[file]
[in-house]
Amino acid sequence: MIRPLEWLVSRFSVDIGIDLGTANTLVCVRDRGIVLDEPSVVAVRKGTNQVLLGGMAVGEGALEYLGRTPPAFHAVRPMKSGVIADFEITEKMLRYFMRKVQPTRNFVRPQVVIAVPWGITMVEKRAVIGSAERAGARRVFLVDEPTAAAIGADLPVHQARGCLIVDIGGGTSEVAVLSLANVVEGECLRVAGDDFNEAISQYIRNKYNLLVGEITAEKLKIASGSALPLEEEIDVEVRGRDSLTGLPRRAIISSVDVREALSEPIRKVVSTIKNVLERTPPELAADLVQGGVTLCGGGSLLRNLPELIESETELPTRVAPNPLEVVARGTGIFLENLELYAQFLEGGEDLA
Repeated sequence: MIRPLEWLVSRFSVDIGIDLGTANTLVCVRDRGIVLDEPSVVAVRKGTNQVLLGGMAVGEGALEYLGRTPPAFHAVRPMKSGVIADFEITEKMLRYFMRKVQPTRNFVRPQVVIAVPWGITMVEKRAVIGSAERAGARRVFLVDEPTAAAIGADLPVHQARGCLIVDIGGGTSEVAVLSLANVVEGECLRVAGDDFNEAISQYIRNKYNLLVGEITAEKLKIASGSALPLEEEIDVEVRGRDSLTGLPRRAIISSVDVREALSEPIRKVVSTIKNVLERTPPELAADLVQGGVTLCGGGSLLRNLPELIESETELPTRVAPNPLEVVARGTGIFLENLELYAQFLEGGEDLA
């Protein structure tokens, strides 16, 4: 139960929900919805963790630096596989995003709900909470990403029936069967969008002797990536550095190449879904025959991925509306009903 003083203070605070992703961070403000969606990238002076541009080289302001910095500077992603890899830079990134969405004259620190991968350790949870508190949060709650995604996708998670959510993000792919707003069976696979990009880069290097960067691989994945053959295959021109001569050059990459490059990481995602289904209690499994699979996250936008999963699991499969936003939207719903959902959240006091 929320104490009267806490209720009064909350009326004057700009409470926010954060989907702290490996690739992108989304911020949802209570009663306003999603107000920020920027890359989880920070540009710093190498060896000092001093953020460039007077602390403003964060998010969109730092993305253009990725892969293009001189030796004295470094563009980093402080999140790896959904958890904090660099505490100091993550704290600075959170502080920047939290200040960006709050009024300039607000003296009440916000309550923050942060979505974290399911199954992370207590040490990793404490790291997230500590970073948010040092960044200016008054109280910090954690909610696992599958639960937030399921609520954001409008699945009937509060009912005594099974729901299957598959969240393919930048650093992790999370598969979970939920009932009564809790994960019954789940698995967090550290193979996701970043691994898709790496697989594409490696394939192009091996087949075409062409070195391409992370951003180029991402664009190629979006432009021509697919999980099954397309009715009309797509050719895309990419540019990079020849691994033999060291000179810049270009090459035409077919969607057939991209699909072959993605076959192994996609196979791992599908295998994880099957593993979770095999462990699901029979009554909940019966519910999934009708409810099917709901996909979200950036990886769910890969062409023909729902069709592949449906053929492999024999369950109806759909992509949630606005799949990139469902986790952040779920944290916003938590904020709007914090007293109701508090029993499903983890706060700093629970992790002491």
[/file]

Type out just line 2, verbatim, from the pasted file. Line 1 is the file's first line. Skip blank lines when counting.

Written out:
Amino acid sequence: MIRPLEWLVSRFSVDIGIDLGTANTLVCVRDRGIVLDEPSVVAVRKGTNQVLLGGMAVGEGALEYLGRTPPAFHAVRPMKSGVIADFEITEKMLRYFMRKVQPTRNFVRPQVVIAVPWGITMVEKRAVIGSAERAGARRVFLVDEPTAAAIGADLPVHQARGCLIVDIGGGTSEVAVLSLANVVEGECLRVAGDDFNEAISQYIRNKYNLLVGEITAEKLKIASGSALPLEEEIDVEVRGRDSLTGLPRRAIISSVDVREALSEPIRKVVSTIKNVLERTPPELAADLVQGGVTLCGGGSLLRNLPELIESETELPTRVAPNPLEVVARGTGIFLENLELYAQFLEGGEDLA